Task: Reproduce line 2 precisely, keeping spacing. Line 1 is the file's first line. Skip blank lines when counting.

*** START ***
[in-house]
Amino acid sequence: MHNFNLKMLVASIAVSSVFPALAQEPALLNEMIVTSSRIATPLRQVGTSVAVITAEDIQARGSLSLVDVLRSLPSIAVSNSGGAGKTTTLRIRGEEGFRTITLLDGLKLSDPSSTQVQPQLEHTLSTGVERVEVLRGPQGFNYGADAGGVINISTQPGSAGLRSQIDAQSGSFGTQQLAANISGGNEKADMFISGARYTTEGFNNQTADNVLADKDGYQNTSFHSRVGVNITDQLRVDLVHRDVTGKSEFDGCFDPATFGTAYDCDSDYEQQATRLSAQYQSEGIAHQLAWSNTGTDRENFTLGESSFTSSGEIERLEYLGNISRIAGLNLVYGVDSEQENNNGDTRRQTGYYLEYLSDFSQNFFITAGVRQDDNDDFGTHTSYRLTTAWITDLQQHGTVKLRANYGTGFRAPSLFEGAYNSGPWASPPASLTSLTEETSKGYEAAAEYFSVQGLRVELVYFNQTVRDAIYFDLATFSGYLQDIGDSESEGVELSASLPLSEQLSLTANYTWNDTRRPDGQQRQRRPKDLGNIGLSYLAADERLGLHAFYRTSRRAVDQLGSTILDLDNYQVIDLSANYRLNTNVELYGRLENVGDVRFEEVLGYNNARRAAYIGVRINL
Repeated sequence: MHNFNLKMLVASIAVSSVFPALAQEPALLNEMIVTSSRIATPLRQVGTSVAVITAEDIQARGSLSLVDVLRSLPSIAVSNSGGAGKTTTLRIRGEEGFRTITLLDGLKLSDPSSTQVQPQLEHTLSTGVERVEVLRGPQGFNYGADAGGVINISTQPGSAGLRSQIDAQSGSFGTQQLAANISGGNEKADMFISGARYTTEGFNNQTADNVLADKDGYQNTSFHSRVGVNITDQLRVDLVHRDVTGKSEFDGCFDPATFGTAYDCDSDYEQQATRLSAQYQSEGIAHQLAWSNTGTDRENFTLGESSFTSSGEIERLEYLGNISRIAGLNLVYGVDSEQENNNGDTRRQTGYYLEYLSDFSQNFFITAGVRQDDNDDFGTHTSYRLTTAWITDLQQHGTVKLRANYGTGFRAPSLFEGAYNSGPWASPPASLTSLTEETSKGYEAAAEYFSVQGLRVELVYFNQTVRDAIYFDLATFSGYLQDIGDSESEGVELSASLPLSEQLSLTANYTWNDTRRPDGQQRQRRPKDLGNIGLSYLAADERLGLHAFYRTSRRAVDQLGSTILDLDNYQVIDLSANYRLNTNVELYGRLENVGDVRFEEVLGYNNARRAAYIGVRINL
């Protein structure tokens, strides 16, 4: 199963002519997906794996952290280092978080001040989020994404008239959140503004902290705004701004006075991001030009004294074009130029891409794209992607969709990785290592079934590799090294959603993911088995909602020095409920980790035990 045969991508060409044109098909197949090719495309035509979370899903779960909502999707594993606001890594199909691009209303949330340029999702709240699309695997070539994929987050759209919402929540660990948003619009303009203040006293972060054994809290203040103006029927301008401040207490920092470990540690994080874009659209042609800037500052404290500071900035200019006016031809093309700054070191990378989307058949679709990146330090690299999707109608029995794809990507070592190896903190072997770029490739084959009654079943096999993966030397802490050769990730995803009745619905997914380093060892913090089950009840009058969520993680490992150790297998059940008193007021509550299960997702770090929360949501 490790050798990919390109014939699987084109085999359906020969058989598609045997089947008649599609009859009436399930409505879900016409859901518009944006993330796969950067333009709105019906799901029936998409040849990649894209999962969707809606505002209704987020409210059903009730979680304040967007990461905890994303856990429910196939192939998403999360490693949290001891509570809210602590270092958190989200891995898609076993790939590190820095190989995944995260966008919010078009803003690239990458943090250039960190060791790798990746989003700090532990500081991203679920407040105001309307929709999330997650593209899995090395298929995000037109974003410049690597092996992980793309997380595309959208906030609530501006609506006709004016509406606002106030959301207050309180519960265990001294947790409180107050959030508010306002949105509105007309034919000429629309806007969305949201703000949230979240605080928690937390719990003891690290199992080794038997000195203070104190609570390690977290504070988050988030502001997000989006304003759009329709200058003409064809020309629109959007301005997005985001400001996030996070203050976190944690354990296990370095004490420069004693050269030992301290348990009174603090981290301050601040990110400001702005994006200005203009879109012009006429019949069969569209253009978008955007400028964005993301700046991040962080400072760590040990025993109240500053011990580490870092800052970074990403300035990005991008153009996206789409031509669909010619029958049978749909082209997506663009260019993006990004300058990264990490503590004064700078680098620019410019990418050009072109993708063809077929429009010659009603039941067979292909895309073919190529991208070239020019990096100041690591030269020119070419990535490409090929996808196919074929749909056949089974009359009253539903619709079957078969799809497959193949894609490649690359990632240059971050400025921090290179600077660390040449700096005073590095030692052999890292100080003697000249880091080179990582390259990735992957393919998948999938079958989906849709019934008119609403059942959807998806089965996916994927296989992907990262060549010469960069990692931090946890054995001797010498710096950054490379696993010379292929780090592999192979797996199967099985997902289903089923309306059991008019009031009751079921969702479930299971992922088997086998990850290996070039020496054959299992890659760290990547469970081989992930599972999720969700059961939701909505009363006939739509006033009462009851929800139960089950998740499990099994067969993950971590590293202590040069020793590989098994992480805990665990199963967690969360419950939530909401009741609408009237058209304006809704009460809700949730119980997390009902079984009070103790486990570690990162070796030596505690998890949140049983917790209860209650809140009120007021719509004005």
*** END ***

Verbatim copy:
Amino acid sequence: MHNFNLKMLVASIAVSSVFPALAQEPALLNEMIVTSSRIATPLRQVGTSVAVITAEDIQARGSLSLVDVLRSLPSIAVSNSGGAGKTTTLRIRGEEGFRTITLLDGLKLSDPSSTQVQPQLEHTLSTGVERVEVLRGPQGFNYGADAGGVINISTQPGSAGLRSQIDAQSGSFGTQQLAANISGGNEKADMFISGARYTTEGFNNQTADNVLADKDGYQNTSFHSRVGVNITDQLRVDLVHRDVTGKSEFDGCFDPATFGTAYDCDSDYEQQATRLSAQYQSEGIAHQLAWSNTGTDRENFTLGESSFTSSGEIERLEYLGNISRIAGLNLVYGVDSEQENNNGDTRRQTGYYLEYLSDFSQNFFITAGVRQDDNDDFGTHTSYRLTTAWITDLQQHGTVKLRANYGTGFRAPSLFEGAYNSGPWASPPASLTSLTEETSKGYEAAAEYFSVQGLRVELVYFNQTVRDAIYFDLATFSGYLQDIGDSESEGVELSASLPLSEQLSLTANYTWNDTRRPDGQQRQRRPKDLGNIGLSYLAADERLGLHAFYRTSRRAVDQLGSTILDLDNYQVIDLSANYRLNTNVELYGRLENVGDVRFEEVLGYNNARRAAYIGVRINL